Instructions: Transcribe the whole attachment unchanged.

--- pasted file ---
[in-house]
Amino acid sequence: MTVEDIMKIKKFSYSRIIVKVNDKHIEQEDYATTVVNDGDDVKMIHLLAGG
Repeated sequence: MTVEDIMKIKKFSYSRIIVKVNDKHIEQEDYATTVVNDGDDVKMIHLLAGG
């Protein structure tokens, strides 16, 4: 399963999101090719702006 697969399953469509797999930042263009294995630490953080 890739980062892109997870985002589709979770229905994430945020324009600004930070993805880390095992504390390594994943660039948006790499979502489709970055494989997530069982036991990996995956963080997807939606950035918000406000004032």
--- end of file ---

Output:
[in-house]
Amino acid sequence: MTVEDIMKIKKFSYSRIIVKVNDKHIEQEDYATTVVNDGDDVKMIHLLAGG
Repeated sequence: MTVEDIMKIKKFSYSRIIVKVNDKHIEQEDYATTVVNDGDDVKMIHLLAGG
């Protein structure tokens, strides 16, 4: 399963999101090719702006 697969399953469509797999930042263009294995630490953080 890739980062892109997870985002589709979770229905994430945020324009600004930070993805880390095992504390390594994943660039948006790499979502489709970055494989997530069982036991990996995956963080997807939606950035918000406000004032």